I am using various SFTP clients for uploading files to an SFTP server and I have a problem with default permission used when putting files.

When requesting to put a file, SFTP client like WinSCP or Filezilla will send the SSH_OPEN command without requesting any explicit file permission.

On the other side, it looks like the OpenSSH sftp command on Linux (Red Hat and Ubuntu) is pending the SSH_OPEN command together with the '640' mode.

How can I configure the OpenSSH command to not explictly set the file mode or how can I configure it to send a mode, other than 640?

Many thanks!


I checked the OpenSSH sftp client source code and it looks like OpenSSH sftp will always tries to preserve file mode even if -P is not set: http://www.koders.com/c/fidD3B20680F615B33ACCB42398FAAFEE1C007DF942.aspx?s=rsa#L986

To solve this problem I used Putty SFTP client.


If an SFTP client does not specify permissions for uploaded files, the OpenSSH SFTP server assigns 0664 permissions to newly created files. That's for the default umask 0002, which you can change using the -u switch as the answer by @JimB shows.

If an SFTP client specifies the permissions, OpenSSH server uses the specified permissions (the umask does not apply).

Overview of some popular SFTP clients:

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The sftp-server will create the new file with the default umask of the user. This can be overridden with the -u umask option to sftp-server

     -u umask
             Sets an explicit umask(2) to be applied to newly-created files 
             and directories, instead of the user's default mask.

The client (OpenSSH sftp) can choose to preserve local permission by using the -p option, which will send the file then fchmod it appropriately.

     -p      Preserves modification times, access times, and modes from the 
             original files transferred.

If you're strictly asking how to set a mandatory file mode with the sftp client; you can't (at least with openssh sftp-client). You will have to send a chmod after sending the file.

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  • 1
    This is not about sftp-server umask setting. I checked the OpenSSH SFTP client source code and at even if -p option is not specified the sftp client will still preserve file modes. koders.com/c/…. So when using OpenSSH sftp client the file modes are always preserved. – Adi Roiban Jun 27 '11 at 18:21
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    How does the OpenSSH sftp client source even matter, since you are using WinSCP/Filezilla/psftp from a Windows box to connect? OpenSSH !=Putty. Since it is a Windows box, what do you expect the permissions to be, if the permissions where preserved? Are you somehow expecting the server to magically guess what the permissions should be if the client doesn't support permissions? – Zoredache Jun 27 '11 at 18:43
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    @Adi - I'm not sure where you're seeing that. The only call to do_fsetstat is on line 1108, under if (pflag) (the -p option). A simple put does not modify the remote file mode after writing it. It will call open with the original file's mode_t, which will have the umask xor'ed from it on the server side. – JimB Jun 27 '11 at 18:46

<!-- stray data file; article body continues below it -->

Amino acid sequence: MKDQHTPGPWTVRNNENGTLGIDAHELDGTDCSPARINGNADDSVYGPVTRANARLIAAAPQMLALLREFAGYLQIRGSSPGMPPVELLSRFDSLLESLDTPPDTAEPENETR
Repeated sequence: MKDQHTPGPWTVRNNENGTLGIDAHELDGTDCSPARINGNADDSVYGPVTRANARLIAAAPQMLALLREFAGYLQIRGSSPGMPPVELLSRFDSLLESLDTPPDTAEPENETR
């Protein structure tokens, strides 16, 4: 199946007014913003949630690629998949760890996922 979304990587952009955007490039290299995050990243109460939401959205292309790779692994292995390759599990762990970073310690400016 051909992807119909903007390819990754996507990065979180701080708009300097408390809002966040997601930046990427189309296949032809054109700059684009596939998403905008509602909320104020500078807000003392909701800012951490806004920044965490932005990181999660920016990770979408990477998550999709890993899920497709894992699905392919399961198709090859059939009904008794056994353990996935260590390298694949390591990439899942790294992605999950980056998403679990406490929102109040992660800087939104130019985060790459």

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    @Adi - yes, that's exactly what I'm saying!? The sftp-server will call open with the requested mode, which gets modified by the umask. If there is no umask, the mode is copied in full. The options to possibly change the mode of the file are: set the user's umask on the server; set the sftp-server umask with -u; call chmod directly; or set permissions locally, and use -p in the client. You're looking at the source yourself, there's no "put-and-set-attributes" style command in the protocol. – JimB Jun 27 '11 at 19:27
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    @Adi, SSH_FXP_OPEN is the same thing we were discussing earlier. Notice the wording, "desired-access"! If the file doesn't exist, the server will call open(name, flags, mode) with O_CREAT, which doesn't guarantee mode because the umask will always be applied via mode & ~umask, (don't no why I typed xor earlier, but I can't edit it). The only time (f)chmod is called on the file (you can watch this with strace), is if you use the -p flag, or call chmod explicitly. Putty sftp may very well call chmod on it's own due to the impedance mismatch of windows->unix attributes – JimB Jun 28 '11 at 13:51

I believe that the sftp-server will use the user's profile's default umask unless it has been started with an explicit umask (man 8 sftp-server for details).

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  • Thanks for you answer. This question is not about umask, but the default file permission requested by the sftp client. Each time the OpenSSH sftp client puts a file on the server it request an chmod of 640. – Adi Roiban Jun 24 '11 at 8:54

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